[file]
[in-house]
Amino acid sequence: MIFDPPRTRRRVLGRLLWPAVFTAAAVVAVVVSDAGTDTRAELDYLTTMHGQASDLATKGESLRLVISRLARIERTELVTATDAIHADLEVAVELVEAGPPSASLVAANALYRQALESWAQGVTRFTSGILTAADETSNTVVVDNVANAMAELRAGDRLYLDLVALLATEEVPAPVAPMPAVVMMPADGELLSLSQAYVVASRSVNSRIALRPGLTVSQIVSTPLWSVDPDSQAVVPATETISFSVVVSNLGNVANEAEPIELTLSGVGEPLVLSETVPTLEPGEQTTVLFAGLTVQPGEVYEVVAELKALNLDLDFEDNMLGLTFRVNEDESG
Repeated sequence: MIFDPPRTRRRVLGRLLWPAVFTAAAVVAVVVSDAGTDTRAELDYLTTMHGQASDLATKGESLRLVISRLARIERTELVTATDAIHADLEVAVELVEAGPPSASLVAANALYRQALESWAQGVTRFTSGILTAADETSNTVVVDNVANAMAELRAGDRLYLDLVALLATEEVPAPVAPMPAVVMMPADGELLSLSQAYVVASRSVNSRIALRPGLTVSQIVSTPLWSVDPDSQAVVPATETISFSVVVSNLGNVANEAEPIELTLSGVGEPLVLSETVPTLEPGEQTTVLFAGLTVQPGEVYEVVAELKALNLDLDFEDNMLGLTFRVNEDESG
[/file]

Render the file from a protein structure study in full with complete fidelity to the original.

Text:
[in-house]
Amino acid sequence: MIFDPPRTRRRVLGRLLWPAVFTAAAVVAVVVSDAGTDTRAELDYLTTMHGQASDLATKGESLRLVISRLARIERTELVTATDAIHADLEVAVELVEAGPPSASLVAANALYRQALESWAQGVTRFTSGILTAADETSNTVVVDNVANAMAELRAGDRLYLDLVALLATEEVPAPVAPMPAVVMMPADGELLSLSQAYVVASRSVNSRIALRPGLTVSQIVSTPLWSVDPDSQAVVPATETISFSVVVSNLGNVANEAEPIELTLSGVGEPLVLSETVPTLEPGEQTTVLFAGLTVQPGEVYEVVAELKALNLDLDFEDNMLGLTFRVNEDESG
Repeated sequence: MIFDPPRTRRRVLGRLLWPAVFTAAAVVAVVVSDAGTDTRAELDYLTTMHGQASDLATKGESLRLVISRLARIERTELVTATDAIHADLEVAVELVEAGPPSASLVAANALYRQALESWAQGVTRFTSGILTAADETSNTVVVDNVANAMAELRAGDRLYLDLVALLATEEVPAPVAPMPAVVMMPADGELLSLSQAYVVASRSVNSRIALRPGLTVSQIVSTPLWSVDPDSQAVVPATETISFSVVVSNLGNVANEAEPIELTLSGVGEPLVLSETVPTLEPGEQTTVLFAGLTVQPGEVYEVVAELKALNLDLDFEDNMLGLTFRVNEDESG